Stand up for Ahmed Hossain

Because of clerical errors, the U.S. is about to deport Ahmed Hossain--ripping his family apart and putting his health in danger, reports Danny Katch.

Ahmed Hossain with his wife and childrenAhmed Hossain with his wife and children

TANMOY HOSSAIN is the apple of his parents' eye. The 7-year-old boy is in the Talented and Accelerated Program at his Queens elementary school. Bright as he is, Tanmoy keeps asking Ahmed and Salina Hossain the same question, because there is something he just can't understand: Why is his father being punished for a lawyer's mistake?

Ahmed Hossain arrived legally in the United States from his native Bangladesh 19 years ago. When he applied for asylum, his lawyer at the time mistakenly filed his case under the name "Akter Hossain." For this reason, an immigration judge denied Ahmed's bid for asylum on the grounds of fraud, even though it was Ahmed himself who revealed the mistake to the judge.

Later, in 2001, Ahmed won the lottery for a "diversity visa," but his final interview was postponed due to the September 11 attacks. When he went for his rescheduled interview the following May, he was ruled to have come in too late due to a clerical error on the part of immigration officials.

This summer, President Obama announced that immigration officials would suspend deportations against people who "pose no threat to national security or public safety." Obama's decision was widely seen as an effort going into next year's election to shore up the support of Latinos and other immigrant groups who have been bitterly disappointed thus far that Obama has actually doubled the rate of deportations from the Bush years.

What you can do

Call New York Sen. Kirstin Gillibrand at 212-909-0492 and Congressman Bob Turner at 718-520-9001 and ask them to stop Ahmed Hossain's deportation by calling Christopher Shanahan, ICE Field Office Director, at 212-264-4213

Sign a petition to stop Ahmed's deportation and visit the Facebook page for information.

Attend the rally outside of Ahmed's deportation hearing on Tuesday, November 8 at 8 a.m. at 26 Federal Plaza in downtown Manhattan.

If Immigration and Customs Enforcement (ICE) is serious about carrying out Obama's new policy, then they have to explain why they plan to deport Ahmed to Bangladesh on November 8.

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AHMED HOSSAIN is a poster child for everything that's wrong with America's dysfunctional immigration politics. This man that ICE is determined to deport is a devoted father and husband, a taxpayer with no criminal record.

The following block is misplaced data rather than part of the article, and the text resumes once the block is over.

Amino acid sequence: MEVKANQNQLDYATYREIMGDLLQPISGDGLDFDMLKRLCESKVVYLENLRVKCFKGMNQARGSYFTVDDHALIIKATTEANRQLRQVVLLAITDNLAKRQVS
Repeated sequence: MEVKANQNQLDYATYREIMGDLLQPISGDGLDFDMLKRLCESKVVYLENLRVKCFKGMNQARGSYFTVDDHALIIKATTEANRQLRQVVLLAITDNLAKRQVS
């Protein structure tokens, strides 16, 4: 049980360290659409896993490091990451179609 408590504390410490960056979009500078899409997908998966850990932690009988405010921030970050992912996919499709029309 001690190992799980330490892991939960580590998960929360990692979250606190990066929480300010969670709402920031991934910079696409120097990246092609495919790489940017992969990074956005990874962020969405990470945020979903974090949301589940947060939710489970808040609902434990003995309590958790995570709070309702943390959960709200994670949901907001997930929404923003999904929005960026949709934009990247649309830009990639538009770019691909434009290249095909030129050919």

He has been an active member of the taxi drivers' association, Shapla Welfare Associates, including serving a term as the general secretary. He has acted with and directed the Bangladesh Theater of America. Ahmed is such a pillar of his community that his deportation case has been widely covered by the Bangla press in New York and by television stations in Bangladesh.

The Hossain family is completely dependent on Ahmed's income as a taxi driver. If he is deported, Salina, Tanmoy and 17-month-old Tamanna will quickly fall behind on their mortgage payments, and might end up on the street. As if all of this doesn't make the case clear cut enough, Ahmed has had open-heart surgery and now takes daily medications that are not widely available in Bangladesh. If he is deported, his health is in danger.

The Bangladeshi-American Community Council is calling for supporters of the Hossain family to call their elected officials and rally outside Ahmed's deportation hearing on the morning of November 8.

The rally will take place at the New York headquarters of ICE, about 10 blocks north of the Occupy Wall Street encampment at Liberty Park. If activists from the Occupy movement can come out and show ICE officials that support for Ahmed is growing across different communities in New York, it can make a real difference.

Last month, a similar campaign led by the New York State Youth Leadership Council successfully won a stay of deportation for Nazmin and Nadia Habib.

Immigrants are part of the 99 percent. Let's all stand up for Ahmed Hossain.